Perpetuum mobile

Perpetuum Mobile of Villard de Honnecourt, c. 1230

«Is it and must it remain the perpetual object of a riddle, the perpetuum mobile! This would be a way of recalling the objective consistency that the category of the problematic takes on at the heart of structures

– Deleuze, “A quoi reconnaît-on le structuralisme?”, in François Châtelet (dir.), Histoire de la philosophie VIII. Le XXe siècle, Hachette, 1973, republished in Desert Islands….

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«In vain would we seek the caresses and fondlings of our intimate selves (…), since everything is finally outside, everything, even ourselves: outside, in the world, among others. It is not in some hiding-place that we will discover ourselves; it is on the road, in the town, in the midst of the crowd, a thing among things, a man among men.” Is there for some people a new notion? (…) There was once a union of Nature and Spirit, and this union formed an outside world.»

– Deleuze, “Du Christ à la bourgeoisie”, 1946.

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«Everything is a machine. Celestial machines, the stars or rainbows in the sky, alpine machines – all of them connected to those of his body. The continual whirr of machines.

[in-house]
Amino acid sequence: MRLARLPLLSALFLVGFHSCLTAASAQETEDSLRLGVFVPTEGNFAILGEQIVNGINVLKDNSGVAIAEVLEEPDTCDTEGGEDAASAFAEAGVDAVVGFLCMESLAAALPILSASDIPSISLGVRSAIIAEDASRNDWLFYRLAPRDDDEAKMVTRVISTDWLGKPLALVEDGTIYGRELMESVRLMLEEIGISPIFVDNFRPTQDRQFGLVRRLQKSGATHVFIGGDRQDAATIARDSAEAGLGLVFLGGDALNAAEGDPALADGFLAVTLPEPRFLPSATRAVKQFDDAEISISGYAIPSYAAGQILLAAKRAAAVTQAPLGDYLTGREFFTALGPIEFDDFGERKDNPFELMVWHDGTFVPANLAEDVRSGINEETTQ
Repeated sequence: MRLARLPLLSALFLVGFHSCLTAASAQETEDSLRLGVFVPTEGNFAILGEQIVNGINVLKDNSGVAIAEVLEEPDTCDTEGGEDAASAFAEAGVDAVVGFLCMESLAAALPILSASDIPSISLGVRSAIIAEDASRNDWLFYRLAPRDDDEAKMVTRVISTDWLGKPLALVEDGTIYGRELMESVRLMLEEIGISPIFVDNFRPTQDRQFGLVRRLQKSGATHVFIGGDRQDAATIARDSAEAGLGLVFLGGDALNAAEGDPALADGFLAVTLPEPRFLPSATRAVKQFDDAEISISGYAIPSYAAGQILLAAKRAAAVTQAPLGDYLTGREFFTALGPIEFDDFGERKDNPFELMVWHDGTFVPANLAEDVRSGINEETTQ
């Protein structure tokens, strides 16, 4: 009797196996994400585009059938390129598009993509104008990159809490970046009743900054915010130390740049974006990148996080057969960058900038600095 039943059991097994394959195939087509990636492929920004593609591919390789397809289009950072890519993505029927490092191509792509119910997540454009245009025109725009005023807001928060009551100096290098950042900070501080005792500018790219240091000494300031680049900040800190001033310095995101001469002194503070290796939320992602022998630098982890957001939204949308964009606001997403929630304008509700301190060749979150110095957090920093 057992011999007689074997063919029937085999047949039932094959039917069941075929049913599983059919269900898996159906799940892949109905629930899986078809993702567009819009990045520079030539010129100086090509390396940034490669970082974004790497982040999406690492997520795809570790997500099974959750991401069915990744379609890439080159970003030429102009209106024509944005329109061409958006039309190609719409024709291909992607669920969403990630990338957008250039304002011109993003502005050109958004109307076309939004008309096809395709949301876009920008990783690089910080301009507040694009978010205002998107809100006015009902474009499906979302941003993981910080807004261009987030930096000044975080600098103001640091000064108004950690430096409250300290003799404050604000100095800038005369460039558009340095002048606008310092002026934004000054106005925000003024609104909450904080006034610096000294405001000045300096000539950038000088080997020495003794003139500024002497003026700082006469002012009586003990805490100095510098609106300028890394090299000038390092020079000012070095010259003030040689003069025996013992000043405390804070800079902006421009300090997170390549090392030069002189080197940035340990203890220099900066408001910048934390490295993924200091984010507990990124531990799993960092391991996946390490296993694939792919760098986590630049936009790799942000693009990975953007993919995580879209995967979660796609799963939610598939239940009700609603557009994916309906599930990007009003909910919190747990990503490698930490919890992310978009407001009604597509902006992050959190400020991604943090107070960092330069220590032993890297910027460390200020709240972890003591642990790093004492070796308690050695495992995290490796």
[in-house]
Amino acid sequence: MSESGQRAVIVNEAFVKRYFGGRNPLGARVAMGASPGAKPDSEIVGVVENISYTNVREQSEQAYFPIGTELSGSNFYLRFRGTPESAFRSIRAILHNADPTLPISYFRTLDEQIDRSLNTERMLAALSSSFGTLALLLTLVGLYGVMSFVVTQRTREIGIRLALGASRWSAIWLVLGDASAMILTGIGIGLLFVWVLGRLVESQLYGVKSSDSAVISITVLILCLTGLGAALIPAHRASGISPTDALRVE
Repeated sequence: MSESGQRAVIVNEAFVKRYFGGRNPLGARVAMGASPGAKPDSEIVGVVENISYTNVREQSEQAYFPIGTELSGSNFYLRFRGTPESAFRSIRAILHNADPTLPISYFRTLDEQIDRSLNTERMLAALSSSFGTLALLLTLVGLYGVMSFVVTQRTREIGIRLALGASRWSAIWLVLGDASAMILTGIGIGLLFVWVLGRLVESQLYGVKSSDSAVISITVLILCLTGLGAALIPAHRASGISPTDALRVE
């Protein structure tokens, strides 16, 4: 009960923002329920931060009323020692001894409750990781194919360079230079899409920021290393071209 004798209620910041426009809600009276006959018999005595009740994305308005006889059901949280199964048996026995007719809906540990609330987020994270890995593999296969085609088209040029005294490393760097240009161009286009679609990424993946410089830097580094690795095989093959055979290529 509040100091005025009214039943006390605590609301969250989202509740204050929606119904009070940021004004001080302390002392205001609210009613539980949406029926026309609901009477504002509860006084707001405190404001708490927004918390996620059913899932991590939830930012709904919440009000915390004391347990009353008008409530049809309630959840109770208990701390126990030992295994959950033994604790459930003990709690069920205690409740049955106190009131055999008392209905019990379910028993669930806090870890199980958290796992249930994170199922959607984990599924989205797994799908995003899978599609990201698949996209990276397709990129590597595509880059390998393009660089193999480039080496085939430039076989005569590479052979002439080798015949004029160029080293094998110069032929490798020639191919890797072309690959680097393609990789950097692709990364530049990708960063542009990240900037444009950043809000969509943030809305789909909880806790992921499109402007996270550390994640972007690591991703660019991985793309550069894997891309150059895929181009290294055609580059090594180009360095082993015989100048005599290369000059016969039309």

“He thought that it must be a feeling of endless bliss to be in contact with the profound life of every form, to have a soul for rocks, metals, water, and plants, to take into himself, as in a dream, every element of nature, like flowers that breathe with the waxing and waning of the moon.” [Lenz]

To be a chlorophyll – or a photosynthesis – machine, or at least slip his body into such machines as one part among the others. Lenz has projected himself back to a time before the man-nature dichotomy, before all the co-ordinates based on this fundamental dichotomy have been laid down. He does not live nature as nature, but as a process of production. There is no such thing as either man or nature now, only a process that produces the one within the other and couples the machines together. Producing-machines, desiring-machines everywhere, schizophrenic machines, all of species life: the self and the non-self, outside and inside, no longer have any meaning whatsoever.»

– Deleuze & Guattari, “Anti-Oedipus”.

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